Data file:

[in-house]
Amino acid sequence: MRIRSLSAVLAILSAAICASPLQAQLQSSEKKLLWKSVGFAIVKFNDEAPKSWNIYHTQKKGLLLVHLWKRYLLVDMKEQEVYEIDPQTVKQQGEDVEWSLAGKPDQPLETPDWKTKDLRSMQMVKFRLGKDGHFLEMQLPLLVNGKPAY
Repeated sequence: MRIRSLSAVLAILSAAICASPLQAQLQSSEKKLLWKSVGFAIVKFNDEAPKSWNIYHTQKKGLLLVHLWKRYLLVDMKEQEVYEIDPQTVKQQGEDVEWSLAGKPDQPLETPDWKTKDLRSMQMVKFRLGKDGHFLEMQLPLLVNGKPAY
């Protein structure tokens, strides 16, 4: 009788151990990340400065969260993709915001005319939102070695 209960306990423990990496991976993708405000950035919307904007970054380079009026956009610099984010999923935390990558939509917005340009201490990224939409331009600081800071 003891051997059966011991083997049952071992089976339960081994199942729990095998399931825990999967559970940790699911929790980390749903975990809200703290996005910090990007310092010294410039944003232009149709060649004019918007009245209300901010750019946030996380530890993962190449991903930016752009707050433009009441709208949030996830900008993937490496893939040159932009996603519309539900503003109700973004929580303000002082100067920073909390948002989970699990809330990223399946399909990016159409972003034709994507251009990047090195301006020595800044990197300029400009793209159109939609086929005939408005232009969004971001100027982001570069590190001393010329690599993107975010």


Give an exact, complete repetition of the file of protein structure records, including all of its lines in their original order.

[in-house]
Amino acid sequence: MRIRSLSAVLAILSAAICASPLQAQLQSSEKKLLWKSVGFAIVKFNDEAPKSWNIYHTQKKGLLLVHLWKRYLLVDMKEQEVYEIDPQTVKQQGEDVEWSLAGKPDQPLETPDWKTKDLRSMQMVKFRLGKDGHFLEMQLPLLVNGKPAY
Repeated sequence: MRIRSLSAVLAILSAAICASPLQAQLQSSEKKLLWKSVGFAIVKFNDEAPKSWNIYHTQKKGLLLVHLWKRYLLVDMKEQEVYEIDPQTVKQQGEDVEWSLAGKPDQPLETPDWKTKDLRSMQMVKFRLGKDGHFLEMQLPLLVNGKPAY
């Protein structure tokens, strides 16, 4: 009788151990990340400065969260993709915001005319939102070695 209960306990423990990496991976993708405000950035919307904007970054380079009026956009610099984010999923935390990558939509917005340009201490990224939409331009600081800071 003891051997059966011991083997049952071992089976339960081994199942729990095998399931825990999967559970940790699911929790980390749903975990809200703290996005910090990007310092010294410039944003232009149709060649004019918007009245209300901010750019946030996380530890993962190449991903930016752009707050433009009441709208949030996830900008993937490496893939040159932009996603519309539900503003109700973004929580303000002082100067920073909390948002989970699990809330990223399946399909990016159409972003034709994507251009990047090195301006020595800044990197300029400009793209159109939609086929005939408005232009969004971001100027982001570069590190001393010329690599993107975010």